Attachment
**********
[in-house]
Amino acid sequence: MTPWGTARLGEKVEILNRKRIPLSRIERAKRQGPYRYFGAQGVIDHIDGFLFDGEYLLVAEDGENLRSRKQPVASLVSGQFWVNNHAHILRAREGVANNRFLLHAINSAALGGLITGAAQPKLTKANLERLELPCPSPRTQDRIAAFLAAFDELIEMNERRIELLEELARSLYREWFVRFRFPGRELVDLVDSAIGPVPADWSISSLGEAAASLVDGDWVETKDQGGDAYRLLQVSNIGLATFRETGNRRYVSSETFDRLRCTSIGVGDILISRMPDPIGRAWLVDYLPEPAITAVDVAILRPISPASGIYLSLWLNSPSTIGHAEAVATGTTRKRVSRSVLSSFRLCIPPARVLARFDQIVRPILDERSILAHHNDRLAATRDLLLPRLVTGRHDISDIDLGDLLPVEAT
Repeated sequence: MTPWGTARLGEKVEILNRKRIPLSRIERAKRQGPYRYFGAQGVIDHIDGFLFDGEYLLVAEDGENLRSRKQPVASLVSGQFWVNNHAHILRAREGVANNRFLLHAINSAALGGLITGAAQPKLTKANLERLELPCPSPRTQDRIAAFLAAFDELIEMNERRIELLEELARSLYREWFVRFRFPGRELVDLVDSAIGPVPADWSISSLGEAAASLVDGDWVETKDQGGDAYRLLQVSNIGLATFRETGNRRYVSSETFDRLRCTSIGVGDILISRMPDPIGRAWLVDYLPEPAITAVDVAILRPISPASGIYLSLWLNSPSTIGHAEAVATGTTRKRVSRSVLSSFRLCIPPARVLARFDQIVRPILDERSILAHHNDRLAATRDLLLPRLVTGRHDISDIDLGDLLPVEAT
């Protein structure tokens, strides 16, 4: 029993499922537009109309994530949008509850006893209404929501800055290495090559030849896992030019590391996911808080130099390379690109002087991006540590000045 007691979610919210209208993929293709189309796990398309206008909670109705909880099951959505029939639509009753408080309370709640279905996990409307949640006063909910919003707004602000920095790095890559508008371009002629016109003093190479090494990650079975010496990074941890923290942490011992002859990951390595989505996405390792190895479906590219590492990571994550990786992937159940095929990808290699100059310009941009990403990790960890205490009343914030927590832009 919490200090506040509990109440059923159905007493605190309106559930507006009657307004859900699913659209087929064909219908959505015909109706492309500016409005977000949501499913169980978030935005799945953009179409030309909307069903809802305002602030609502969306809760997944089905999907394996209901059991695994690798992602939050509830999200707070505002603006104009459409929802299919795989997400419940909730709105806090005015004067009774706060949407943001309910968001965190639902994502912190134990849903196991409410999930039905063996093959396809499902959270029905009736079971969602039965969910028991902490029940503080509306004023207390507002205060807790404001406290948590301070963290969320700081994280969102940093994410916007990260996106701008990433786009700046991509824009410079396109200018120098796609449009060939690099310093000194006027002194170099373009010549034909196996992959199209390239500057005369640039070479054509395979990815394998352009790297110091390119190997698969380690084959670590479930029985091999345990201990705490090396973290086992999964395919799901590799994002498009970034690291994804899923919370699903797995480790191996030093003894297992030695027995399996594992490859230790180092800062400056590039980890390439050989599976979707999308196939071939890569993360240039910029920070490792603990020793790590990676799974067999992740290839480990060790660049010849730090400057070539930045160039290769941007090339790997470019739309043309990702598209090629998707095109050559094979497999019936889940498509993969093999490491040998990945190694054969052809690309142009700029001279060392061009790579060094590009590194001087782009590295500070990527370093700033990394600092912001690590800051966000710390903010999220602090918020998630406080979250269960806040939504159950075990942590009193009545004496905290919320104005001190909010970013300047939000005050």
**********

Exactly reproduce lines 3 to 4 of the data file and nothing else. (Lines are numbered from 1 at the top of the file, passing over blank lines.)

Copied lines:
Repeated sequence: MTPWGTARLGEKVEILNRKRIPLSRIERAKRQGPYRYFGAQGVIDHIDGFLFDGEYLLVAEDGENLRSRKQPVASLVSGQFWVNNHAHILRAREGVANNRFLLHAINSAALGGLITGAAQPKLTKANLERLELPCPSPRTQDRIAAFLAAFDELIEMNERRIELLEELARSLYREWFVRFRFPGRELVDLVDSAIGPVPADWSISSLGEAAASLVDGDWVETKDQGGDAYRLLQVSNIGLATFRETGNRRYVSSETFDRLRCTSIGVGDILISRMPDPIGRAWLVDYLPEPAITAVDVAILRPISPASGIYLSLWLNSPSTIGHAEAVATGTTRKRVSRSVLSSFRLCIPPARVLARFDQIVRPILDERSILAHHNDRLAATRDLLLPRLVTGRHDISDIDLGDLLPVEAT
């Protein structure tokens, strides 16, 4: 029993499922537009109309994530949008509850006893209404929501800055290495090559030849896992030019590391996911808080130099390379690109002087991006540590000045 007691979610919210209208993929293709189309796990398309206008909670109705909880099951959505029939639509009753408080309370709640279905996990409307949640006063909910919003707004602000920095790095890559508008371009002629016109003093190479090494990650079975010496990074941890923290942490011992002859990951390595989505996405390792190895479906590219590492990571994550990786992937159940095929990808290699100059310009941009990403990790960890205490009343914030927590832009 919490200090506040509990109440059923159905007493605190309106559930507006009657307004859900699913659209087929064909219908959505015909109706492309500016409005977000949501499913169980978030935005799945953009179409030309909307069903809802305002602030609502969306809760997944089905999907394996209901059991695994690798992602939050509830999200707070505002603006104009459409929802299919795989997400419940909730709105806090005015004067009774706060949407943001309910968001965190639902994502912190134990849903196991409410999930039905063996093959396809499902959270029905009736079971969602039965969910028991902490029940503080509306004023207390507002205060807790404001406290948590301070963290969320700081994280969102940093994410916007990260996106701008990433786009700046991509824009410079396109200018120098796609449009060939690099310093000194006027002194170099373009010549034909196996992959199209390239500057005369640039070479054509395979990815394998352009790297110091390119190997698969380690084959670590479930029985091999345990201990705490090396973290086992999964395919799901590799994002498009970034690291994804899923919370699903797995480790191996030093003894297992030695027995399996594992490859230790180092800062400056590039980890390439050989599976979707999308196939071939890569993360240039910029920070490792603990020793790590990676799974067999992740290839480990060790660049010849730090400057070539930045160039290769941007090339790997470019739309043309990702598209090629998707095109050559094979497999019936889940498509993969093999490491040998990945190694054969052809690309142009700029001279060392061009790579060094590009590194001087782009590295500070990527370093700033990394600092912001690590800051966000710390903010999220602090918020998630406080979250269960806040939504159950075990942590009193009545004496905290919320104005001190909010970013300047939000005050």